I've not read his memoirs, but as the MM (and various versions) were not for public release (I believe they are headed confidential), I wouldn't be surprised if he didn't mention any suspects by name - particularly if all they had was tantalizing leads but nothing that really proves it. It's that really frustrating situation of thinking you're right on the edge of cracking the case but just don't have the evidence to prove it. I bet there are a lot of unsolved cases where that applies, and I bet, as often as not, the "prime suspect" is innocent. When that sort of "strength of conviction" without hard evidence was considered enough to try and secure a conviction, a lot of miscarriages of justice occurred, as the innocence project is demonstrating. While things are perfect, a greater understanding of how such tunnel vision can lead investigators astray despite their good intentions is, hopefully, reducing those events. So, while I think MacNaghten may well have believed MJD to have been JtR, and while that belief may have sprouted from private information that his family had concerns of his involvement, I want to see something a bit less abstract than just beliefs, however strong and considered they may be, I want to see something tangible. Something that puts MJD in Whitechapel, or something that places him in a location that excludes him. We're probably closer to the latter than the former with his cricket matches, but the door is slightly ajar. Until it is fully shut, or gets swung wide open, we have a person that at least one person from the police of the time felt strongly enough in their belief to name. That makes him a "suspect" in the context of the history of Jack the Ripper, and the MM is the document that provides that context. Just as the Littlechild letter gives us Tumblety, and so on. As people delve into each of these, prioritized as per their own personal views as to which are the most promising, we learn more, and some "suspects" start looking less and less plausible. So far, though, none have really risen to the top, or even above being labelled "worthy of further investigation", which is all Druitt is at the moment in my opinion.

                - Jeff

                Comment


                • Originally posted by Trevor Marriott View Post

                  In his 1914 memoirs MM makes no mention of Druitt or any of the other suspects previously mentioned, now why was that I have to ask ? Such an important case such, important information received allegedly identifying the killer. The facts that he fails to mention anything about Druitt is another nail in the suspect coffin of Druitt.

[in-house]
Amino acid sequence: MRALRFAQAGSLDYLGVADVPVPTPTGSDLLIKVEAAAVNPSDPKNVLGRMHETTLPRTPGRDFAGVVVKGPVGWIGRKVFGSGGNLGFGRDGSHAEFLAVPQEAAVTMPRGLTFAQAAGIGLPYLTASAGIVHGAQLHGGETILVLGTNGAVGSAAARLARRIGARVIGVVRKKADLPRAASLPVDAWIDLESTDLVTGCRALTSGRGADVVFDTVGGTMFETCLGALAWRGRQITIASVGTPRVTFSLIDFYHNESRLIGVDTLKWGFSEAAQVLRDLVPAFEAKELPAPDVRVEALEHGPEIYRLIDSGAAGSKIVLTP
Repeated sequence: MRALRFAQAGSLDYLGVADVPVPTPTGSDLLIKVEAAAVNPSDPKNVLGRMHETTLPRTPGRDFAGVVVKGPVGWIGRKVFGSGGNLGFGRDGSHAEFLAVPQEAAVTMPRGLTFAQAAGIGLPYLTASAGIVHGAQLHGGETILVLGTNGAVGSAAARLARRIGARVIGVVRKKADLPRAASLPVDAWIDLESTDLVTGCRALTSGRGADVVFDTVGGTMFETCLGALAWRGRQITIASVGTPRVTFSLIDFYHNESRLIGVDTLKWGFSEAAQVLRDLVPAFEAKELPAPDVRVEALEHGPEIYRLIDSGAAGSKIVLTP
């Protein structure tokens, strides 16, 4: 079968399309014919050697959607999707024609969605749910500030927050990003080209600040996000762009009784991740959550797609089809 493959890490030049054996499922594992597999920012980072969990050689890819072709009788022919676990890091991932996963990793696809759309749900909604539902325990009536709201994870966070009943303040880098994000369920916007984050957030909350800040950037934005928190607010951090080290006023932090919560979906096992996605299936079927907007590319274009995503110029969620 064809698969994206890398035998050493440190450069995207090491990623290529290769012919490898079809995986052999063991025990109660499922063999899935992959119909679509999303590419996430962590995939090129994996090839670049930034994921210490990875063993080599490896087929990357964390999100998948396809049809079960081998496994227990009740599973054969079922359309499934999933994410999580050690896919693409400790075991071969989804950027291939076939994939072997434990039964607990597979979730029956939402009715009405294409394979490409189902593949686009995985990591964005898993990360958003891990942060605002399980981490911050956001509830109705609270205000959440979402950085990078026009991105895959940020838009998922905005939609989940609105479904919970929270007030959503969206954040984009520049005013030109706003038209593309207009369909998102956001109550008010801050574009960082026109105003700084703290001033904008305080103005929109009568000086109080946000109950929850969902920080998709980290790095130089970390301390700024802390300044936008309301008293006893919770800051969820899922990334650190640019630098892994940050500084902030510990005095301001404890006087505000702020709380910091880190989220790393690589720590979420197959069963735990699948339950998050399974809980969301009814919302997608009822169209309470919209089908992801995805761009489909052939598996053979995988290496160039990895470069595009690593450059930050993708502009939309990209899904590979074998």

Thats why it is important for all to read, study, and digest what he wrote in the MM and the Aberconway versions because clearly many have jumped in with both feet by not fully understanding what he wrote and the contxet in which it was written


                  www.trevormarriott.co.uk
                  Trevor,
                  What are your reasons and what is your evidence for claiming that the Aberconway version was written many years after the version in the Scotland Yard files, and what reasons do you have for rejecting the reasons on which the traditional belief that Aberconway is a draft?

                  As a side issue, Macnaghten doesn't fail 'to mention anything about Druitt' in Days of My Years. He clearly refers to him, albeit not by name, which he was morally and legally unable to do.

                  Also, are you saying that you think the only 'evidence' against Druitt that Macnaghten possessed was some private information about what Druitt's family believed? I want to clearly establish what it is that you believe, free from any ambiguity.

                  Comment


                  • Originally posted by JeffHamm View Post

                    I've not read his memoirs, but as the MM (and various versions) were not for public release (I believe they are headed confidential), I wouldn't be surprised if he didn't mention any suspects by name - particularly if all they had was tantalizing leads but nothing that really proves it. It's that really frustrating situation of thinking you're right on the edge of cracking the case but just don't have the evidence to prove it. I bet there are a lot of unsolved cases where that applies, and I bet, as often as not, the "prime suspect" is innocent. When that sort of "strength of conviction" without hard evidence was considered enough to try and secure a conviction, a lot of miscarriages of justice occurred, as the innocence project is demonstrating. While things are perfect, a greater understanding of how such tunnel vision can lead investigators astray despite their good intentions is, hopefully, reducing those events. So, while I think MacNaghten may well have believed MJD to have been JtR, and while that belief may have sprouted from private information that his family had concerns of his involvement, I want to see something a bit less abstract than just beliefs, however strong and considered they may be, I want to see something tangible. Something that puts MJD in Whitechapel, or something that places him in a location that excludes him. We're probably closer to the latter than the former with his cricket matches, but the door is slightly ajar. Until it is fully shut, or gets swung wide open, we have a person that at least one person from the police of the time felt strongly enough in their belief to name. That makes him a "suspect" in the context of the history of Jack the Ripper, and the MM is the document that provides that context. Just as the Littlechild letter gives us Tumblety, and so on. As people delve into each of these, prioritized as per their own personal views as to which are the most promising, we learn more, and some "suspects" start looking less and less plausible. So far, though, none have really risen to the top, or even above being labelled "worthy of further investigation", which is all Druitt is at the moment in my opinion.